You can have some of the symptoms of OCPD without the full personality disorder, just like some people may have obsessive or compulsive habits without the full spectrum of symptoms required for an OCD diagnosis. There are clearly many pivotal differences between obsessive compulsive disorder and obsessive compulsive personality disorder, but the one similarity that OCD and OCPD both share is that it can be difficult to live and/or interact with someone who has one of these conditions. Luckily, however, treatment can help improve the quality of life of someone with OCD or OCPD, and therefore improve the lives of those around them in the process.
How Common Are OCD And OCPD?
Obsessive compulsive disorder affects about 2.3% of the adult population, whereas obsessive compulsive personality disorder is less common and affects about 1% of adults. Interestingly, studies show that both obsessive compulsive disorder and obsessive compulsive personality disorder tend to be more common in men than in women.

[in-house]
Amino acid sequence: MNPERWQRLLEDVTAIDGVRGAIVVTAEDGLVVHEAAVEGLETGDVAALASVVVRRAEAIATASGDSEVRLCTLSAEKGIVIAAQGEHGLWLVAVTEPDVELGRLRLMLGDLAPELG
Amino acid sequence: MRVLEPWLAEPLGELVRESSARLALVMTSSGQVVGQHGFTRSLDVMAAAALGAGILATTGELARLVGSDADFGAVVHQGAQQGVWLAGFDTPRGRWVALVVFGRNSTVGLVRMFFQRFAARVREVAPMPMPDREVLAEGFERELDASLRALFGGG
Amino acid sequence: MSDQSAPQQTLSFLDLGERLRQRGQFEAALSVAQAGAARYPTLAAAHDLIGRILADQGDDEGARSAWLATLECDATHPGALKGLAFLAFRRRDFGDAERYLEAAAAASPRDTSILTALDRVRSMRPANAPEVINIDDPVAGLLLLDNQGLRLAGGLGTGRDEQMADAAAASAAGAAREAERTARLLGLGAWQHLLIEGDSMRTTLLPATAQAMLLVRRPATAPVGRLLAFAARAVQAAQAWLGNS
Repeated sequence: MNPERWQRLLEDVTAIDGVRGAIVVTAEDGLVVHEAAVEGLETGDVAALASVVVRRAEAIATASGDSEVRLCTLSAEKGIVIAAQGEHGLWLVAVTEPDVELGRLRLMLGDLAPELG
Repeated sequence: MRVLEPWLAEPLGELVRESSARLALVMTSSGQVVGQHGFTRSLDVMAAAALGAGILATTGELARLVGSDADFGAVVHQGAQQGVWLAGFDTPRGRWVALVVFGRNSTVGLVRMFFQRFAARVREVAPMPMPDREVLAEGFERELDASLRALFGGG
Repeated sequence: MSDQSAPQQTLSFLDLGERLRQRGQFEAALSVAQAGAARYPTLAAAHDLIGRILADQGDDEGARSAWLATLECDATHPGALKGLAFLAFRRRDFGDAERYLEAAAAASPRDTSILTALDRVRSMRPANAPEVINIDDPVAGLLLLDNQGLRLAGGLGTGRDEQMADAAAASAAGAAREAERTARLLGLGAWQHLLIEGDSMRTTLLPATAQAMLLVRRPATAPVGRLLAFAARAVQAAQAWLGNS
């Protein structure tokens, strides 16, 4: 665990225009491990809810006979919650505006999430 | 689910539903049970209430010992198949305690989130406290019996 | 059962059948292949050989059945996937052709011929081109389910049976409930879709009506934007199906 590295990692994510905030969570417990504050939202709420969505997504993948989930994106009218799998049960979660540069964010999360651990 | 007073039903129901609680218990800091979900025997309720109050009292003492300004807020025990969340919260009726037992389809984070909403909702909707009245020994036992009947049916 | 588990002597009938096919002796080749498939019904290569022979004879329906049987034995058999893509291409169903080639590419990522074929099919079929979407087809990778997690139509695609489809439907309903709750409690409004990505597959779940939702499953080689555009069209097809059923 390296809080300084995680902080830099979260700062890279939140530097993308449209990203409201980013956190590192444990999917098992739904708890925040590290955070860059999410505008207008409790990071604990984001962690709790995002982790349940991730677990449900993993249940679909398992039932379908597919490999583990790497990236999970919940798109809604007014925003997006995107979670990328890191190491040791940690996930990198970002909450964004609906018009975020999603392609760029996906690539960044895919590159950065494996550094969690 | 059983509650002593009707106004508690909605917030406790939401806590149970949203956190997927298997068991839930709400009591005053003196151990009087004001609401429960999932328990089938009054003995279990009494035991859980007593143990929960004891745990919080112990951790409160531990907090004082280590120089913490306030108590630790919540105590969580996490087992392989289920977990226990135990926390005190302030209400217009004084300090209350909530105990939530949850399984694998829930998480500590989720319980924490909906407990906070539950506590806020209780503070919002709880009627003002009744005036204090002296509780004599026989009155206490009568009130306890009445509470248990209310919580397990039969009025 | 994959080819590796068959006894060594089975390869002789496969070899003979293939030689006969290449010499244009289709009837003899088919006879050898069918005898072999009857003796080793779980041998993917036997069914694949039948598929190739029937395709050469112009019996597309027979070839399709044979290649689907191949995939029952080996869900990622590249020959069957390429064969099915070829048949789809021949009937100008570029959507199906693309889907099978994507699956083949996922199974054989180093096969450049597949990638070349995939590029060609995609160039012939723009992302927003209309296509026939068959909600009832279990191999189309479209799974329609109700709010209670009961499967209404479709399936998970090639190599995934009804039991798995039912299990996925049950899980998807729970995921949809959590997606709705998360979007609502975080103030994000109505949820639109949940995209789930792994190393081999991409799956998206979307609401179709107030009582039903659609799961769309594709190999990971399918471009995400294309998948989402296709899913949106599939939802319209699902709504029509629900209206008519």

How Do You Treat OCD? How Do You Treat OCPD? Are the Treatment Options Similar?
As previously mentioned, there are quite a few differences between OCD and OCPD. However, the treatment methods for the disorders are similar. Cognitive behavioral therapy, medicine in the form of SSRIs, and relaxation techniques can all benefit someone living with either (or both) disorder(s).
Since people with OCPD tend to think that they are always 100% right, it is often hard to get them to seek treatment. It is common that the person may not be motivated to pursue therapy until their symptoms result in them losing a job or relationship. Conversely, people with OCD are often tortured by their thoughts, guilty about their symptoms, and more apt to seek counseling and treatment than their OCPD counterparts. This isn’t a hard and fast rule, though. Whether living with OCD or OCPD — and whether resistant to treatment or eager to pursue it — there are ways to effectively manage symptoms of these disorders and increase the quality of life for you or someone you know.